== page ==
Gene expression in rat skin induced by irritating chemicals.

Published on Jun 1, 2003in Journal of Biochemical and Molecular Toxicology3.652
· DOI :10.1002/JBT.10079
James V. Rogers4
Estimated H-index: 4
(FFO: Wright-Patterson Air Force Base),
Carol M. Garrett3
Estimated H-index: 3
(Wright State University),
James N. McDougal14
Estimated H-index: 14
(Wright State University)
Sources
Abstract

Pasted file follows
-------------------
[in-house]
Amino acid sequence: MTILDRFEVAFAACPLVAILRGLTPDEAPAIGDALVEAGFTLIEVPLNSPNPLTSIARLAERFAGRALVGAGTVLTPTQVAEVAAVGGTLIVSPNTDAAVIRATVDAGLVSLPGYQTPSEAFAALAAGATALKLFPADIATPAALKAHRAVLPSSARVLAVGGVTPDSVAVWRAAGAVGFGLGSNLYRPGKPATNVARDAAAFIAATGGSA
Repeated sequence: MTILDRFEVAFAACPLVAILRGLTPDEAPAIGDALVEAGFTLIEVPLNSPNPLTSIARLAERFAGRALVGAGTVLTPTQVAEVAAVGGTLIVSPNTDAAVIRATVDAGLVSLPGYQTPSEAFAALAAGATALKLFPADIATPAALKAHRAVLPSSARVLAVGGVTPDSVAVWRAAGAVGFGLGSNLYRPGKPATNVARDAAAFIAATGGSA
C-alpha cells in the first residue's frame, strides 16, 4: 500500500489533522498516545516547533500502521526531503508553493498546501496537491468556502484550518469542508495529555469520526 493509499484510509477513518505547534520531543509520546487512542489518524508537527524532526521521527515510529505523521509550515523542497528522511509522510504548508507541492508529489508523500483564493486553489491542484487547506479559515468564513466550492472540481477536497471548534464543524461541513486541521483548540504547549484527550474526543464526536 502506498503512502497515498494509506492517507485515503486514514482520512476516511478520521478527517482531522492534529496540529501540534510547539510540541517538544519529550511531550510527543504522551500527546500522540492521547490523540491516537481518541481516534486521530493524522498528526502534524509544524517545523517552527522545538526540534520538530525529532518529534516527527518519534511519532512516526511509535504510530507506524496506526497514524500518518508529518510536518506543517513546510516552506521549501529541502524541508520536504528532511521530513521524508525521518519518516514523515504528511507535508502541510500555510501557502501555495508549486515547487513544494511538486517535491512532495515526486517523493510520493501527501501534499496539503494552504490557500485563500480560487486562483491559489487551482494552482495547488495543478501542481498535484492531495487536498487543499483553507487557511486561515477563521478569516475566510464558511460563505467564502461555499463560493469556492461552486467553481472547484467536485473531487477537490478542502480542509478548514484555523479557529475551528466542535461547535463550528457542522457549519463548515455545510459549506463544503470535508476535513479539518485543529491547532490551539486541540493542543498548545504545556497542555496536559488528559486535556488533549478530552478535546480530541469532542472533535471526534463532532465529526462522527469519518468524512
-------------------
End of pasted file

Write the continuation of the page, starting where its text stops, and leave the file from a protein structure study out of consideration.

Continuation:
Occupational skin disease is the second most significant cause of occupational disease, after accidents. Irritation from occupational chemicals such as solvents, hydrocarbons, and surfactants are one cause of this disease. Gene expression studies provide useful information about normal processes in the skin and responses of the skin to exogenous chemicals. We exposed rats, cutaneously, to sodium lauryl sulfate (SLS, 1% and 10% aqueous solution), m-xylene (pure liquid), and d-limonene (pure liquid) for 1 h and measured transcriptional responses at the end of the exposure and 3 h later for comparison with untreated skin samples. Total skin RNA was isolated and analyzed using the Affymetrix RatTox U34 array. Using the Affymetrix software, we found that 234 of approximately 850 genes were detected as present in at least 80% of the normal skin samples. The largest number of these genes was related to metabolism, oxidative/cellular stress, and signal transduction. Limonene caused the largest change in mRNA levels with a total of 34 increased transcripts and 4 decreased transcripts. Xylene treatment resulted in 6 increased transcripts and 14 decreased transcripts, while 10% SLS caused 5 transcripts to increase and 17 to decrease. Only two transcripts were observed to change in skin following a 1% SLS exposure. Sodium lauryl sulfate transcript changes increased with dose and were maximum at 4 h. Limonene transcript changes were more numerous at 1 h than at 4 h. The observed differences may reflect different mechanisms of irritation. © 2003 Wiley Periodicals, Inc. J Biochem Mol Toxicol 17:123–137, 2003; Published online in Wiley InterScience (www.interscience.wiley.com). DOI 10.1002/jbt.10079
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